We had some issues with the headphone jack on the top of the unit which resulted in extra noise and static being discharged on the speakers of the audio systems the phone was plugged into, but this is a hardware issue that would be covered under warranty rather than a design flaw. Sound coming from the speaker at the bottom of the unit was incredibly impressive, and delivered far more full and clear sound than most single bottom-firing speakers on the market do. It's incredible to think that there's only one speaker when listening to audio coming from the Phab 2 Pro's speaker, as the volume and clarity, paired with what sounds like a far more spatial representation of the sound is fantastic. It's clear there are some Dolby Atmos enhancements even with this single speaker, and it really helps bring audio to life.
Lenovo is a tad bit behind in software updates on the Phab 2 Pro, running Android 6.0.1 Marshmallow with the December 2016 security patch as of this writing. That's certainly disappointing, and something you wouldn't necessarily expect given the fact that Lenovo's skin is now very stock looking and feeling, but also because this is the first Tango phone to market. There are a few additions to the settings portion of the phone over stock Android Marshmallow, including a double-tap-to-wake feature, and some features that help make the large size of the phone a bit more palatable. A floating shortcut tray can be enabled, which pops up a small, transparent button that can be moved around the screen. This button gives quick access to commonly used features and apps like calculator, flashlight, recorder, etc. You can also select up to 7 apps to place on a second quick access row within this hovering button, allowing you to launch your most frequently used apps from anywhere.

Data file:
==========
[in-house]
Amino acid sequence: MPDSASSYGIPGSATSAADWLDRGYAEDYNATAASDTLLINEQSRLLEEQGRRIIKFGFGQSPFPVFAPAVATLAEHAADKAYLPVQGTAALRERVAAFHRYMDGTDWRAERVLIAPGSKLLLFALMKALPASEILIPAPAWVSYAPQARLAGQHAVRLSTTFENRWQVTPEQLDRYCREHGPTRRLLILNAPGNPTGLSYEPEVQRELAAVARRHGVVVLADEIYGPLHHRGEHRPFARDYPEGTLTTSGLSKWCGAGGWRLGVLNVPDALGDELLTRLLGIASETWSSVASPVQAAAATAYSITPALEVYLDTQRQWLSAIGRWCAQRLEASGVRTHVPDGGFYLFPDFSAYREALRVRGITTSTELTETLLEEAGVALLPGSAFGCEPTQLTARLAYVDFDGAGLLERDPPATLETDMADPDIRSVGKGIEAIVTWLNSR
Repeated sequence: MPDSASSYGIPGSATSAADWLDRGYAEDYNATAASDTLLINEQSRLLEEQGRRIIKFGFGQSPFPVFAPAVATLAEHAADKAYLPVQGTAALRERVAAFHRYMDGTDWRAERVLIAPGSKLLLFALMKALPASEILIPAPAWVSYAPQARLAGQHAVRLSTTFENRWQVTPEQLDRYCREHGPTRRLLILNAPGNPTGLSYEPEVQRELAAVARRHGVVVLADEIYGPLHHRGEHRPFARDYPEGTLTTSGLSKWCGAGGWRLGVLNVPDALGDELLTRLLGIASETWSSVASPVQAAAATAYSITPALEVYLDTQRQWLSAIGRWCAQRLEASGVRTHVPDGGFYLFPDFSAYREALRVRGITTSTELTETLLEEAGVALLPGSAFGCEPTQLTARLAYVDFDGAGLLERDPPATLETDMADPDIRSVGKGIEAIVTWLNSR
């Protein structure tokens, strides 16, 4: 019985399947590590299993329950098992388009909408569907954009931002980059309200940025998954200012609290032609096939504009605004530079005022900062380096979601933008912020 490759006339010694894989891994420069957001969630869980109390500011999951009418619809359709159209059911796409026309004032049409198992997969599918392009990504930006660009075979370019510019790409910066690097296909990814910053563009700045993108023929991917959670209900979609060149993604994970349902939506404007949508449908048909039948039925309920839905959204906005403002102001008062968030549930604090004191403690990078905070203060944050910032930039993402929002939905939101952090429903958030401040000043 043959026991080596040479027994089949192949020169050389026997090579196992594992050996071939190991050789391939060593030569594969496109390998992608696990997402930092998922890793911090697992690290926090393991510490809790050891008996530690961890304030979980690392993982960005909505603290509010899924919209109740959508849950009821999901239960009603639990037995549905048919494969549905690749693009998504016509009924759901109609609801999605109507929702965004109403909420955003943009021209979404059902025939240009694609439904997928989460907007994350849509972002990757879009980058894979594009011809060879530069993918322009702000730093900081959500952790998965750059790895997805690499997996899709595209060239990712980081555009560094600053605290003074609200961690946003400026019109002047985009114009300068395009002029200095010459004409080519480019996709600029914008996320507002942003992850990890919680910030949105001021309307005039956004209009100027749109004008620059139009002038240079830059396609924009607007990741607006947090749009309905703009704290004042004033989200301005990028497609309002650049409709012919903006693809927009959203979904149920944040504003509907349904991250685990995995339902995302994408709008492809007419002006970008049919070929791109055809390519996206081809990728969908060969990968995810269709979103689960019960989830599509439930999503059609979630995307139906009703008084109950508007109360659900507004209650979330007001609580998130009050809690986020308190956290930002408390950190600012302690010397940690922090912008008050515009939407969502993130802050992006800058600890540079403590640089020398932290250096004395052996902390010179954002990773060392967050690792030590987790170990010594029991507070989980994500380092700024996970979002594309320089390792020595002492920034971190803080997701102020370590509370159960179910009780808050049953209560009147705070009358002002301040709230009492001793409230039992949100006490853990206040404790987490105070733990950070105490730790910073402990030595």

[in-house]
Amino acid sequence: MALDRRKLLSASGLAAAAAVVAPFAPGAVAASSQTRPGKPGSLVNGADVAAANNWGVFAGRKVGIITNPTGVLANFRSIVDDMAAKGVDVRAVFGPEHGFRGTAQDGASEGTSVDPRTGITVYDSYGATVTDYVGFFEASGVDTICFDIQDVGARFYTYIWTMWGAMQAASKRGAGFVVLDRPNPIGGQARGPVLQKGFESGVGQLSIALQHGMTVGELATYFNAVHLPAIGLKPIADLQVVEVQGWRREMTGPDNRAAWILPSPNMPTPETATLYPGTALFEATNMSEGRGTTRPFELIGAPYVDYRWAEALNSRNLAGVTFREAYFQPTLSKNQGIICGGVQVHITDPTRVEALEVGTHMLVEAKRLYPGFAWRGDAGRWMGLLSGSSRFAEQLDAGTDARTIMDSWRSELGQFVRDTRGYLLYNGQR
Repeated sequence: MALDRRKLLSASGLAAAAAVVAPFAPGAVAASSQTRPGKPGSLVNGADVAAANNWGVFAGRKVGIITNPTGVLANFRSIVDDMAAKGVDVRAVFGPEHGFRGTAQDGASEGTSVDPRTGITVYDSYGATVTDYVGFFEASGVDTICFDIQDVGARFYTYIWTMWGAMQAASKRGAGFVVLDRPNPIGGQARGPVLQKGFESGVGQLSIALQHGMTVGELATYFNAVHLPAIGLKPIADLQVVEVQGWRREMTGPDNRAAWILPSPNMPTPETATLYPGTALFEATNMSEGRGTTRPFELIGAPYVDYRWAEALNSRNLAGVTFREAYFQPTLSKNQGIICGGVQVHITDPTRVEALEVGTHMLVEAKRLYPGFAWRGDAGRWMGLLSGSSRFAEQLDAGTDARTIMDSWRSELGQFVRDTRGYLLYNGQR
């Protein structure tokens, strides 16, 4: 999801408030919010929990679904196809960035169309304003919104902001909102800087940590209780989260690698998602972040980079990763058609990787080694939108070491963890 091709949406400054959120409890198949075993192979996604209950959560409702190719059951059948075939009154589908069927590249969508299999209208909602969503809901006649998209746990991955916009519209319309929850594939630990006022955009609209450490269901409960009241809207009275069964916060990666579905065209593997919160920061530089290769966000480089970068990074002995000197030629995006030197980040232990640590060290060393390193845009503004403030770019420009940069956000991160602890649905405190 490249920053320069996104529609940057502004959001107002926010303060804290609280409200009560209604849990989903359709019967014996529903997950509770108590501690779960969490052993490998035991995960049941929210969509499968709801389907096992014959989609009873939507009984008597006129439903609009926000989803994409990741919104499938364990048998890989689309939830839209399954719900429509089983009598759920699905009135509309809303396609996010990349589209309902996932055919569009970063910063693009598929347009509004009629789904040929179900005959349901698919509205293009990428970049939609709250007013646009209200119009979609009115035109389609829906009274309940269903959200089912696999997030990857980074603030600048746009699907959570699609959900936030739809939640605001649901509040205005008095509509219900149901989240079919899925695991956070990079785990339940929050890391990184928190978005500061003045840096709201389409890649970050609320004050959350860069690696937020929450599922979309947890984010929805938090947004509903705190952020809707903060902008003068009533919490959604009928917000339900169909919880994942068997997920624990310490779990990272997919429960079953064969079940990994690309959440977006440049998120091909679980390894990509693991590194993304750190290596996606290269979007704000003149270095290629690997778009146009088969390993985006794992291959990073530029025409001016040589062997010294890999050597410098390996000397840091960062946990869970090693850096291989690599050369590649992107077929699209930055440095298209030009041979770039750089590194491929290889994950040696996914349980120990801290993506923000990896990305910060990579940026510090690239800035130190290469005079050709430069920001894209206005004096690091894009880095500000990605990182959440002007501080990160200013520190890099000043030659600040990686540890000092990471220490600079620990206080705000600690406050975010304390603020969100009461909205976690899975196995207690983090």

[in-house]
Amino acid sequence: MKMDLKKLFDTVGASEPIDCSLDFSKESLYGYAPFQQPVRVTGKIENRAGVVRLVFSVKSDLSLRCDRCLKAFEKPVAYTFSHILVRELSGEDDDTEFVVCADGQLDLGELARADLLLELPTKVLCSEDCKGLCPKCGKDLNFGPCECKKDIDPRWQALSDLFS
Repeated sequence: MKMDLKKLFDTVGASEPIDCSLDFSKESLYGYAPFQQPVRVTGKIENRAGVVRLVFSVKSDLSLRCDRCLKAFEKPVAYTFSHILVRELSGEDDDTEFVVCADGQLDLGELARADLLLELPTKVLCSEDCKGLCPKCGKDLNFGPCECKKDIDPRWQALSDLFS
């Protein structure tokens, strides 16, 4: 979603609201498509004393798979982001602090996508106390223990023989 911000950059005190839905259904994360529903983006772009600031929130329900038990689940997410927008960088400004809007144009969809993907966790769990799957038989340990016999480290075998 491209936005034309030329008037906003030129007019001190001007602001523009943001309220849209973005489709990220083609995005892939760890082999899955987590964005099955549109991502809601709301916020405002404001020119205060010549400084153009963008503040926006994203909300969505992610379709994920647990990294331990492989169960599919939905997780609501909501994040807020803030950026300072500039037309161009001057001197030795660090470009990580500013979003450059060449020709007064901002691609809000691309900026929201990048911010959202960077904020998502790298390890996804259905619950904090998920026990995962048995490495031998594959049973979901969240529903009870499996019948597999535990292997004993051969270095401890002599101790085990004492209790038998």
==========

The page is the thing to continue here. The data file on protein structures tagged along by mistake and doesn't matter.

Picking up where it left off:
What's really special here of course is the Tango implementation on the phone, which opens up a whole new set of apps and options to play with that no other phone on the market currently can. Tango is an augmented reality system that enables the phone to spatially recognize the world around it, and gives the device the ability to build virtual worlds that are 100% scale accurate to the real world. This is done via the array of sensors on the back of the phone, and a brand new set of permissions to access all these sensors and new abilities. So far developers have released games and apps that go along with this new ecosystem, and while some of these developers are new brands and individuals, some are very established, big players. Google has a dedicated Tango app that allows users to find new and existing Tango apps and games all from a single user interface, all with descriptions and links to the Play Store listings.
Let's start by covering productivity apps, which so far seem to fit into a few new categories we've never seen before. The first up is product preview apps, which allow you to preview how a product will look in your real-world space via Tango's rich location mapping technology. So far a handful of big companies have jumped on board this bandwagon, including Lowes, Amazon and Wayfair. Lowes was the first to announce a Tango partnership of this size, and we actually saw this one running on the Tango dev tablet at CES 2016, however the one released now is of course the consumer version. The Lowes Vision app allows users to select practically anything from Lowes product catalog, from appliances to flooring and even home decor items. This allows you to view an actual product in your home or other personal space without having to buy the thing or rely on stock pictures to match.